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The start of a new school year is usually greeted with a great deal of optimism among teachers, parents and students alike. My own daughter is starting kindergarten this month, and her excitement is contagious.

Like all parents, I hope and expect she will grow a lot over the next year, and master new skills and gain new confidence. Hoping for the best for my daughter, and for all children in Michigan, though, does not blind me to the fact that public education in the state is in a crisis, a years-long downward spiral heading to the bottom.

The research on this is clear: education in Michigan is not just failing to keep up with the rest of the country; we are rapidly racing toward the bottom. For example, in fourth-grade reading, Michigan students have fallen from 30th in the country in 2005 to 41st in 2015.

Many parents and school leaders comfort themselves by thinking that while there may be problems in the schools overall, their own local schools are probably doing fine. But the data show that’s not true.

In fact, Michigan is one of only five states that has declined in actual performance in fourth-grade reading since 2003 for all students. On the national assessment for early literacy, white students and higher-income students in Michigan rank nearly last in the country.

On the state assessment, more than half of all third-grade students were not proficient in English language arts last year. The results are even more devastating for students of color and low-income students. Only about one in three low-income students or Hispanic students were reading and writing at grade level in third and eighth grades.

Right now, Michigan has an opportunity to reverse these disturbing trends and put our state on the path toward becoming a top ten education state. For the first time in a long time, the focus of key stakeholders – including parents, educators, community leaders and business leaders – is focused squarely on improving early literacy. As research has long shown, this is the right place to start because reading is so essential for success in and out of school.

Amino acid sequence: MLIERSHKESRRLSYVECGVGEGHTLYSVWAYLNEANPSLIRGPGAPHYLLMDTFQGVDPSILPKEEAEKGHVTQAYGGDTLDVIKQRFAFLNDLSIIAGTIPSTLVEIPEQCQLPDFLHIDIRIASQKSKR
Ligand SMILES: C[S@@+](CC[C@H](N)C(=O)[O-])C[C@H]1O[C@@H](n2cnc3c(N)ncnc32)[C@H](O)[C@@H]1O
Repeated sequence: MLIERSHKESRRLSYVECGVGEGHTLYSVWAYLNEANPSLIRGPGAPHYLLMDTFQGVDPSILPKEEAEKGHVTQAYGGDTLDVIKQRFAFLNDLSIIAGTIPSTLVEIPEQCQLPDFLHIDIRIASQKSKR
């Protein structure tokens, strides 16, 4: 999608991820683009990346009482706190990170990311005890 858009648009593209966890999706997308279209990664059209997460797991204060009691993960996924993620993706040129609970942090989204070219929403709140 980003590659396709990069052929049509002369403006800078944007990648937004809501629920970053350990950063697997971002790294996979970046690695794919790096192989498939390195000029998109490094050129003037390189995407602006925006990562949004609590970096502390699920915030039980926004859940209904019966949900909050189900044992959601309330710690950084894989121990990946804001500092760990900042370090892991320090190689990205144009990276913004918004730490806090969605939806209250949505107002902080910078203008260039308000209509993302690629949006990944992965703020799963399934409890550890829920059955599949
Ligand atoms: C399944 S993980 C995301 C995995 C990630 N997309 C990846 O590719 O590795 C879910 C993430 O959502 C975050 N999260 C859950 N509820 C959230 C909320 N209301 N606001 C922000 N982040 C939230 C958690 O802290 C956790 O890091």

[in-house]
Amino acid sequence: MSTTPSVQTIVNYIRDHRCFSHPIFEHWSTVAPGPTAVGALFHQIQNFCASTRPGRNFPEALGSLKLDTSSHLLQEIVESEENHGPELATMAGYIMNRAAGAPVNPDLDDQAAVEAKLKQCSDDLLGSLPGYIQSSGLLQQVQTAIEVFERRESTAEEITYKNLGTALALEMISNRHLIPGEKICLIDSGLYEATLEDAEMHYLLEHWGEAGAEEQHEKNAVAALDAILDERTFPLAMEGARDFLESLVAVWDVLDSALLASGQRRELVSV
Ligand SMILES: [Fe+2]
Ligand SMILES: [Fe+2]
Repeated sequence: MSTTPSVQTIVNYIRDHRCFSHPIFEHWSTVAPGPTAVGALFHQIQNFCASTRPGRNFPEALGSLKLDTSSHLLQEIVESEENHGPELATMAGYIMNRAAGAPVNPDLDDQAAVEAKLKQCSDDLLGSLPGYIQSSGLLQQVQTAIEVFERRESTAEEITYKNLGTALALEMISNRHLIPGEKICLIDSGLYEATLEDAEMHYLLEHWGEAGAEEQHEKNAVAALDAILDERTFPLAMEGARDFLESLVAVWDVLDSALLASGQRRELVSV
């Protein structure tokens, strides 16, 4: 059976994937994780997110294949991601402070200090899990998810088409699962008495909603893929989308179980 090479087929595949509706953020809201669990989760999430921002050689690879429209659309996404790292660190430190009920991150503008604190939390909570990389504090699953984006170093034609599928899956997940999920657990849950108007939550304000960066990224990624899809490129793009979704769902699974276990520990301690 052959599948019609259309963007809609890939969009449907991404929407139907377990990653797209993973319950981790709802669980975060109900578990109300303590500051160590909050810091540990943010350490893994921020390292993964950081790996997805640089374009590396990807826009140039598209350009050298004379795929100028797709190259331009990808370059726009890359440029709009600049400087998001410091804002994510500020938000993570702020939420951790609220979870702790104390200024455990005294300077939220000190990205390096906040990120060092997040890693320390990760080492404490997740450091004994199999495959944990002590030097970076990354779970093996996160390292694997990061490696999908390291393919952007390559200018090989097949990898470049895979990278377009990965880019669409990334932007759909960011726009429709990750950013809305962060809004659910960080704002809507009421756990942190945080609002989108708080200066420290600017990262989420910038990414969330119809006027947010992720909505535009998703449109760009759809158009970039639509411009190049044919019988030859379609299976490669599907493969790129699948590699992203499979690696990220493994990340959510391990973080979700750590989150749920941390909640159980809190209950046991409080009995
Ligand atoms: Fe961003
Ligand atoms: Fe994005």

What are some initial steps for moving forward? We need to start by rejecting the failed policies that have contributed to this decline. Let’s insist on high academic expectations for every student. Let’s provide our teachers with the training, tools, mentoring and other supports they need to meet the needs of students. Let’s distribute our resources more equitably so that all students are given a fair chance to succeed. And let’s commit ourselves to using data not just for meaningful accountability, but also to inform policy and practice.

It’s not just our children’s education that’s at stake: when children read well by third grade, they are dramatically more likely to succeed not only in school, but in life. They’re more likely to go to college, find and keep good jobs and earn more money. On the other hand, students unable to read by third grade are at greater risk to drop out, break the law and require government assistance.

Fixing the state’s broken education system would not just be good for kids. In fact, Michigan’s future prosperity depends on us pulling our public education system out of its freefall.

Let’s get started.

Amber Arellano is founding executive director of the Education Trust-Midwest.

An ongoing series

This is part of a series of editorials, columns and commentaries that will appear throughout the school year exploring ideas for improving our state’s schools. Follow along at detroitnews.com/opinion.

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